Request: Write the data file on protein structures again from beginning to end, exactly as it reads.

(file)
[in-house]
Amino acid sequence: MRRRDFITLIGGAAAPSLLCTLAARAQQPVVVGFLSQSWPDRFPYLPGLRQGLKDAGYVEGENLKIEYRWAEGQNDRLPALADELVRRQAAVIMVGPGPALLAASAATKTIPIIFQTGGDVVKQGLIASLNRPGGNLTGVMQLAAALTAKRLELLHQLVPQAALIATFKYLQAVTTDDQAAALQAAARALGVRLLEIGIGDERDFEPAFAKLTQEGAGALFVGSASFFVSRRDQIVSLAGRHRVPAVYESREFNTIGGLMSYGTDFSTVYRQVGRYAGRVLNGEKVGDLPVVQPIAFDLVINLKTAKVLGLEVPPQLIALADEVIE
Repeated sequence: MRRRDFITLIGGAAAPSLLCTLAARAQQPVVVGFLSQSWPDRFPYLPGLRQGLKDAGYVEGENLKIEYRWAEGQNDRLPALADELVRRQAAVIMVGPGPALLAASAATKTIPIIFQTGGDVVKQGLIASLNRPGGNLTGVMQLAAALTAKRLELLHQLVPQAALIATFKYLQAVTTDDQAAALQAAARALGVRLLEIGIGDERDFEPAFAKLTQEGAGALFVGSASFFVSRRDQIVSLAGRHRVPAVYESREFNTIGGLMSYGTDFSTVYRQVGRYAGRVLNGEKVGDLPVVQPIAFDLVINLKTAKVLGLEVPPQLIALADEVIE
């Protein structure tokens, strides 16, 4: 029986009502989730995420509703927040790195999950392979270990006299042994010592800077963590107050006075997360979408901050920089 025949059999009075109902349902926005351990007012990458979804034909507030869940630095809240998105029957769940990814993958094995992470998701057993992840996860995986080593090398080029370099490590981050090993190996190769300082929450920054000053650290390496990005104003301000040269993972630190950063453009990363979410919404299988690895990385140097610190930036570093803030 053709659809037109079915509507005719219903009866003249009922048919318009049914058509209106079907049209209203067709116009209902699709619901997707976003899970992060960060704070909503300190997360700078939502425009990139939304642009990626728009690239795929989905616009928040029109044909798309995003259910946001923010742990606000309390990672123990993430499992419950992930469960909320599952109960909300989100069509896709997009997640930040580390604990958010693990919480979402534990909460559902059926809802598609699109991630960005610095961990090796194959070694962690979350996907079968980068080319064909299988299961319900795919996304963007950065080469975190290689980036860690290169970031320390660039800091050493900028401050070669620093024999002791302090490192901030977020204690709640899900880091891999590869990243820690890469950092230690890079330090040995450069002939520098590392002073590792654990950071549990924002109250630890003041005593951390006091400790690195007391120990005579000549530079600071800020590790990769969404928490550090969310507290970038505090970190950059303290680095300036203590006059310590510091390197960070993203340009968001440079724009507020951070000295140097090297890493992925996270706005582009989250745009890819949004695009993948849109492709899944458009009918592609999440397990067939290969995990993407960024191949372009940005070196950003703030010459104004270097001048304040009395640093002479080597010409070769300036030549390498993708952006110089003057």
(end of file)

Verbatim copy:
[in-house]
Amino acid sequence: MRRRDFITLIGGAAAPSLLCTLAARAQQPVVVGFLSQSWPDRFPYLPGLRQGLKDAGYVEGENLKIEYRWAEGQNDRLPALADELVRRQAAVIMVGPGPALLAASAATKTIPIIFQTGGDVVKQGLIASLNRPGGNLTGVMQLAAALTAKRLELLHQLVPQAALIATFKYLQAVTTDDQAAALQAAARALGVRLLEIGIGDERDFEPAFAKLTQEGAGALFVGSASFFVSRRDQIVSLAGRHRVPAVYESREFNTIGGLMSYGTDFSTVYRQVGRYAGRVLNGEKVGDLPVVQPIAFDLVINLKTAKVLGLEVPPQLIALADEVIE
Repeated sequence: MRRRDFITLIGGAAAPSLLCTLAARAQQPVVVGFLSQSWPDRFPYLPGLRQGLKDAGYVEGENLKIEYRWAEGQNDRLPALADELVRRQAAVIMVGPGPALLAASAATKTIPIIFQTGGDVVKQGLIASLNRPGGNLTGVMQLAAALTAKRLELLHQLVPQAALIATFKYLQAVTTDDQAAALQAAARALGVRLLEIGIGDERDFEPAFAKLTQEGAGALFVGSASFFVSRRDQIVSLAGRHRVPAVYESREFNTIGGLMSYGTDFSTVYRQVGRYAGRVLNGEKVGDLPVVQPIAFDLVINLKTAKVLGLEVPPQLIALADEVIE
């Protein structure tokens, strides 16, 4: 029986009502989730995420509703927040790195999950392979270990006299042994010592800077963590107050006075997360979408901050920089 025949059999009075109902349902926005351990007012990458979804034909507030869940630095809240998105029957769940990814993958094995992470998701057993992840996860995986080593090398080029370099490590981050090993190996190769300082929450920054000053650290390496990005104003301000040269993972630190950063453009990363979410919404299988690895990385140097610190930036570093803030 053709659809037109079915509507005719219903009866003249009922048919318009049914058509209106079907049209209203067709116009209902699709619901997707976003899970992060960060704070909503300190997360700078939502425009990139939304642009990626728009690239795929989905616009928040029109044909798309995003259910946001923010742990606000309390990672123990993430499992419950992930469960909320599952109960909300989100069509896709997009997640930040580390604990958010693990919480979402534990909460559902059926809802598609699109991630960005610095961990090796194959070694962690979350996907079968980068080319064909299988299961319900795919996304963007950065080469975190290689980036860690290169970031320390660039800091050493900028401050070669620093024999002791302090490192901030977020204690709640899900880091891999590869990243820690890469950092230690890079330090040995450069002939520098590392002073590792654990950071549990924002109250630890003041005593951390006091400790690195007391120990005579000549530079600071800020590790990769969404928490550090969310507290970038505090970190950059303290680095300036203590006059310590510091390197960070993203340009968001440079724009507020951070000295140097090297890493992925996270706005582009989250745009890819949004695009993948849109492709899944458009009918592609999440397990067939290969995990993407960024191949372009940005070196950003703030010459104004270097001048304040009395640093002479080597010409070769300036030549390498993708952006110089003057």